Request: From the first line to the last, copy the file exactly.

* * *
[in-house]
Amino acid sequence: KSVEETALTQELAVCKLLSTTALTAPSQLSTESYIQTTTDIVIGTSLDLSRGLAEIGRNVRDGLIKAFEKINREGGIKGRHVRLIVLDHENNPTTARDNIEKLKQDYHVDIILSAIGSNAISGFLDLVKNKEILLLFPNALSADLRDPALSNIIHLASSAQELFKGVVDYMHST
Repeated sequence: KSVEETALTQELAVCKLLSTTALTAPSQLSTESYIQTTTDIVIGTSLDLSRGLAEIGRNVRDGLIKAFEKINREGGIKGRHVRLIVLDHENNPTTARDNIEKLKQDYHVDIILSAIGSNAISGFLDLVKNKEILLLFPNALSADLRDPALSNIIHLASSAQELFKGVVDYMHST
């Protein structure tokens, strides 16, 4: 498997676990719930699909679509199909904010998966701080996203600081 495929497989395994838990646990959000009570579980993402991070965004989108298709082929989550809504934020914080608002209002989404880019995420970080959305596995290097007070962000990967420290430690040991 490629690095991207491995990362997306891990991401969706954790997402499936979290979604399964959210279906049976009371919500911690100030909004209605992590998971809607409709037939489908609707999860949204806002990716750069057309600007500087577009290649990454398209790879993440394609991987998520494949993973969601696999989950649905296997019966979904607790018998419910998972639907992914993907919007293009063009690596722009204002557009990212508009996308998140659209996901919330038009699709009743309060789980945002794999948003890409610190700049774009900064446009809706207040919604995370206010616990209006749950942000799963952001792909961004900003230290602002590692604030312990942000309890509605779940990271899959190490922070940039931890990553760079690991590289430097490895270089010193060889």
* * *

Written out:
[in-house]
Amino acid sequence: KSVEETALTQELAVCKLLSTTALTAPSQLSTESYIQTTTDIVIGTSLDLSRGLAEIGRNVRDGLIKAFEKINREGGIKGRHVRLIVLDHENNPTTARDNIEKLKQDYHVDIILSAIGSNAISGFLDLVKNKEILLLFPNALSADLRDPALSNIIHLASSAQELFKGVVDYMHST
Repeated sequence: KSVEETALTQELAVCKLLSTTALTAPSQLSTESYIQTTTDIVIGTSLDLSRGLAEIGRNVRDGLIKAFEKINREGGIKGRHVRLIVLDHENNPTTARDNIEKLKQDYHVDIILSAIGSNAISGFLDLVKNKEILLLFPNALSADLRDPALSNIIHLASSAQELFKGVVDYMHST
């Protein structure tokens, strides 16, 4: 498997676990719930699909679509199909904010998966701080996203600081 495929497989395994838990646990959000009570579980993402991070965004989108298709082929989550809504934020914080608002209002989404880019995420970080959305596995290097007070962000990967420290430690040991 490629690095991207491995990362997306891990991401969706954790997402499936979290979604399964959210279906049976009371919500911690100030909004209605992590998971809607409709037939489908609707999860949204806002990716750069057309600007500087577009290649990454398209790879993440394609991987998520494949993973969601696999989950649905296997019966979904607790018998419910998972639907992914993907919007293009063009690596722009204002557009990212508009996308998140659209996901919330038009699709009743309060789980945002794999948003890409610190700049774009900064446009809706207040919604995370206010616990209006749950942000799963952001792909961004900003230290602002590692604030312990942000309890509605779940990271899959190490922070940039931890990553760079690991590289430097490895270089010193060889």